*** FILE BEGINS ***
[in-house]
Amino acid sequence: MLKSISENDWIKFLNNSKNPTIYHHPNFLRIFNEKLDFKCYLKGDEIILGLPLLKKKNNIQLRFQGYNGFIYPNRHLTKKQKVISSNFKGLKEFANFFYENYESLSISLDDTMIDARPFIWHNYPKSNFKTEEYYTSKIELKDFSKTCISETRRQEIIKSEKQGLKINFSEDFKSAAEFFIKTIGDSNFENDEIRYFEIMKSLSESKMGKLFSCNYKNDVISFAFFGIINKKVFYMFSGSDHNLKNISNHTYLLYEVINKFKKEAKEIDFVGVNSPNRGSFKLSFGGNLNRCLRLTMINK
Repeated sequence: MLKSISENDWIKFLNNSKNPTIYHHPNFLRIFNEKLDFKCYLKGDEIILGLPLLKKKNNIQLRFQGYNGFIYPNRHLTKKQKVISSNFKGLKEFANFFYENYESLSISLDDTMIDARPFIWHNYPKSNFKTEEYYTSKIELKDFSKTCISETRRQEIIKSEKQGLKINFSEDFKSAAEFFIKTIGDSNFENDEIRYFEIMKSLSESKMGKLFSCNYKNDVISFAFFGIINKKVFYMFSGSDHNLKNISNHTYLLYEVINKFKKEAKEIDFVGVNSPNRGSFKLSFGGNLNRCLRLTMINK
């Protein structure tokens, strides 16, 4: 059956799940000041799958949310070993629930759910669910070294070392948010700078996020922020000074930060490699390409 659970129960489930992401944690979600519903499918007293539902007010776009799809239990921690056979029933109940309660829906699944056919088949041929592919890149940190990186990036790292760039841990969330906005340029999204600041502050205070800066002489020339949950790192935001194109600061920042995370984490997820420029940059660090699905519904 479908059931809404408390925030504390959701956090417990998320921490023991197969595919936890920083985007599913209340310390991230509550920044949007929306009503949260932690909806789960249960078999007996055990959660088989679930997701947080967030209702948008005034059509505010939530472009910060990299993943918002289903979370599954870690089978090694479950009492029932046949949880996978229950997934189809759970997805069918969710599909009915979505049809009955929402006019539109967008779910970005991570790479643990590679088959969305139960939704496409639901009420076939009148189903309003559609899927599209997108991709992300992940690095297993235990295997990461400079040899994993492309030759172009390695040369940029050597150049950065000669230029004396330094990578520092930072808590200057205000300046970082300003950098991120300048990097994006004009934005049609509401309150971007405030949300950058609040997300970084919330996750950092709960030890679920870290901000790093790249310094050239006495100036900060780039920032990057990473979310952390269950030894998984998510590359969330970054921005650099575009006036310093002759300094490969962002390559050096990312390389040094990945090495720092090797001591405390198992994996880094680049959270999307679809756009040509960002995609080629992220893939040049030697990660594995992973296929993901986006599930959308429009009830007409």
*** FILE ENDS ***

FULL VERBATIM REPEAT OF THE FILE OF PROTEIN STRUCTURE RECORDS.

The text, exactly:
[in-house]
Amino acid sequence: MLKSISENDWIKFLNNSKNPTIYHHPNFLRIFNEKLDFKCYLKGDEIILGLPLLKKKNNIQLRFQGYNGFIYPNRHLTKKQKVISSNFKGLKEFANFFYENYESLSISLDDTMIDARPFIWHNYPKSNFKTEEYYTSKIELKDFSKTCISETRRQEIIKSEKQGLKINFSEDFKSAAEFFIKTIGDSNFENDEIRYFEIMKSLSESKMGKLFSCNYKNDVISFAFFGIINKKVFYMFSGSDHNLKNISNHTYLLYEVINKFKKEAKEIDFVGVNSPNRGSFKLSFGGNLNRCLRLTMINK
Repeated sequence: MLKSISENDWIKFLNNSKNPTIYHHPNFLRIFNEKLDFKCYLKGDEIILGLPLLKKKNNIQLRFQGYNGFIYPNRHLTKKQKVISSNFKGLKEFANFFYENYESLSISLDDTMIDARPFIWHNYPKSNFKTEEYYTSKIELKDFSKTCISETRRQEIIKSEKQGLKINFSEDFKSAAEFFIKTIGDSNFENDEIRYFEIMKSLSESKMGKLFSCNYKNDVISFAFFGIINKKVFYMFSGSDHNLKNISNHTYLLYEVINKFKKEAKEIDFVGVNSPNRGSFKLSFGGNLNRCLRLTMINK
């Protein structure tokens, strides 16, 4: 059956799940000041799958949310070993629930759910669910070294070392948010700078996020922020000074930060490699390409 659970129960489930992401944690979600519903499918007293539902007010776009799809239990921690056979029933109940309660829906699944056919088949041929592919890149940190990186990036790292760039841990969330906005340029999204600041502050205070800066002489020339949950790192935001194109600061920042995370984490997820420029940059660090699905519904 479908059931809404408390925030504390959701956090417990998320921490023991197969595919936890920083985007599913209340310390991230509550920044949007929306009503949260932690909806789960249960078999007996055990959660088989679930997701947080967030209702948008005034059509505010939530472009910060990299993943918002289903979370599954870690089978090694479950009492029932046949949880996978229950997934189809759970997805069918969710599909009915979505049809009955929402006019539109967008779910970005991570790479643990590679088959969305139960939704496409639901009420076939009148189903309003559609899927599209997108991709992300992940690095297993235990295997990461400079040899994993492309030759172009390695040369940029050597150049950065000669230029004396330094990578520092930072808590200057205000300046970082300003950098991120300048990097994006004009934005049609509401309150971007405030949300950058609040997300970084919330996750950092709960030890679920870290901000790093790249310094050239006495100036900060780039920032990057990473979310952390269950030894998984998510590359969330970054921005650099575009006036310093002759300094490969962002390559050096990312390389040094990945090495720092090797001591405390198992994996880094680049959270999307679809756009040509960002995609080629992220893939040049030697990660594995992973296929993901986006599930959308429009009830007409």